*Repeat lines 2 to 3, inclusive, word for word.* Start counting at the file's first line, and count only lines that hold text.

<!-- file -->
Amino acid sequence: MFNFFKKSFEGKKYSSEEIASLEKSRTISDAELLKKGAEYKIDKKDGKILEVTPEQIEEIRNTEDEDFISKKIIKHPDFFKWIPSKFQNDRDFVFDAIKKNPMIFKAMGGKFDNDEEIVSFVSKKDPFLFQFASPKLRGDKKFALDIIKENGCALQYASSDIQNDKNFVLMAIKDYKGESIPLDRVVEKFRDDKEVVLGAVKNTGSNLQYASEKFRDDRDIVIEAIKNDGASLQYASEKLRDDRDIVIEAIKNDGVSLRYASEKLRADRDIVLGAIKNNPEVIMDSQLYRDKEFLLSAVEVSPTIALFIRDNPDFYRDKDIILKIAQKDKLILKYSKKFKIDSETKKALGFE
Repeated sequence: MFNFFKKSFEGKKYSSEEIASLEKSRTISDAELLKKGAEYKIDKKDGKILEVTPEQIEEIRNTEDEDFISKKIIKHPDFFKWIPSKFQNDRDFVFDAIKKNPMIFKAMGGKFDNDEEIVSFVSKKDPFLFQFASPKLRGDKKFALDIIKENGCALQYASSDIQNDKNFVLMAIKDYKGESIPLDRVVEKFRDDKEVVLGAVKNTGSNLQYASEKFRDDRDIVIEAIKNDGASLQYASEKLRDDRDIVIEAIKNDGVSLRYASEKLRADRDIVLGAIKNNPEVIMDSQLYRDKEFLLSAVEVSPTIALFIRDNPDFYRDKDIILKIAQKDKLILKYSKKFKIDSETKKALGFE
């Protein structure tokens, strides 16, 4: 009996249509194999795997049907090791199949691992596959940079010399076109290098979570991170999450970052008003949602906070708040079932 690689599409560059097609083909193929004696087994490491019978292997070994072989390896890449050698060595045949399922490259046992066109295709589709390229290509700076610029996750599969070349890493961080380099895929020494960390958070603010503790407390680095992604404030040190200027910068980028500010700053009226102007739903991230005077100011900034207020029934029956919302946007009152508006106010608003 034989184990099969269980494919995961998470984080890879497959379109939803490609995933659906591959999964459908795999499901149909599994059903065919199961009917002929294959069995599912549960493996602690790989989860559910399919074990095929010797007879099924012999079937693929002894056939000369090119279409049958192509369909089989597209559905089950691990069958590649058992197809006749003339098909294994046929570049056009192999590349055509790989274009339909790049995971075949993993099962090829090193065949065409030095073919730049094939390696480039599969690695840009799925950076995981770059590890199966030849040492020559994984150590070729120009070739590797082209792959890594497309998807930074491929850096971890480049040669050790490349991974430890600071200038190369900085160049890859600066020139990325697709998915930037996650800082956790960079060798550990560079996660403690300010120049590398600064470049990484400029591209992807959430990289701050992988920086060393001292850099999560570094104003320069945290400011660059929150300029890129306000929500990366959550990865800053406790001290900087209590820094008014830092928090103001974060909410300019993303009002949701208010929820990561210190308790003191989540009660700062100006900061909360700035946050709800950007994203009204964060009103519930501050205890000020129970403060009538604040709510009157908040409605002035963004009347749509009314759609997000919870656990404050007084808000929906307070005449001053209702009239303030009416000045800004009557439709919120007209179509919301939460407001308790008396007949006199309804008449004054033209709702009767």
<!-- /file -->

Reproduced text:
Repeated sequence: MFNFFKKSFEGKKYSSEEIASLEKSRTISDAELLKKGAEYKIDKKDGKILEVTPEQIEEIRNTEDEDFISKKIIKHPDFFKWIPSKFQNDRDFVFDAIKKNPMIFKAMGGKFDNDEEIVSFVSKKDPFLFQFASPKLRGDKKFALDIIKENGCALQYASSDIQNDKNFVLMAIKDYKGESIPLDRVVEKFRDDKEVVLGAVKNTGSNLQYASEKFRDDRDIVIEAIKNDGASLQYASEKLRDDRDIVIEAIKNDGVSLRYASEKLRADRDIVLGAIKNNPEVIMDSQLYRDKEFLLSAVEVSPTIALFIRDNPDFYRDKDIILKIAQKDKLILKYSKKFKIDSETKKALGFE
């Protein structure tokens, strides 16, 4: 009996249509194999795997049907090791199949691992596959940079010399076109290098979570991170999450970052008003949602906070708040079932 690689599409560059097609083909193929004696087994490491019978292997070994072989390896890449050698060595045949399922490259046992066109295709589709390229290509700076610029996750599969070349890493961080380099895929020494960390958070603010503790407390680095992604404030040190200027910068980028500010700053009226102007739903991230005077100011900034207020029934029956919302946007009152508006106010608003 034989184990099969269980494919995961998470984080890879497959379109939803490609995933659906591959999964459908795999499901149909599994059903065919199961009917002929294959069995599912549960493996602690790989989860559910399919074990095929010797007879099924012999079937693929002894056939000369090119279409049958192509369909089989597209559905089950691990069958590649058992197809006749003339098909294994046929570049056009192999590349055509790989274009339909790049995971075949993993099962090829090193065949065409030095073919730049094939390696480039599969690695840009799925950076995981770059590890199966030849040492020559994984150590070729120009070739590797082209792959890594497309998807930074491929850096971890480049040669050790490349991974430890600071200038190369900085160049890859600066020139990325697709998915930037996650800082956790960079060798550990560079996660403690300010120049590398600064470049990484400029591209992807959430990289701050992988920086060393001292850099999560570094104003320069945290400011660059929150300029890129306000929500990366959550990865800053406790001290900087209590820094008014830092928090103001974060909410300019993303009002949701208010929820990561210190308790003191989540009660700062100006900061909360700035946050709800950007994203009204964060009103519930501050205890000020129970403060009538604040709510009157908040409605002035963004009347749509009314759609997000919870656990404050007084808000929906307070005449001053209702009239303030009416000045800004009557439709919120007209179509919301939460407001308790008396007949006199309804008449004054033209709702009767």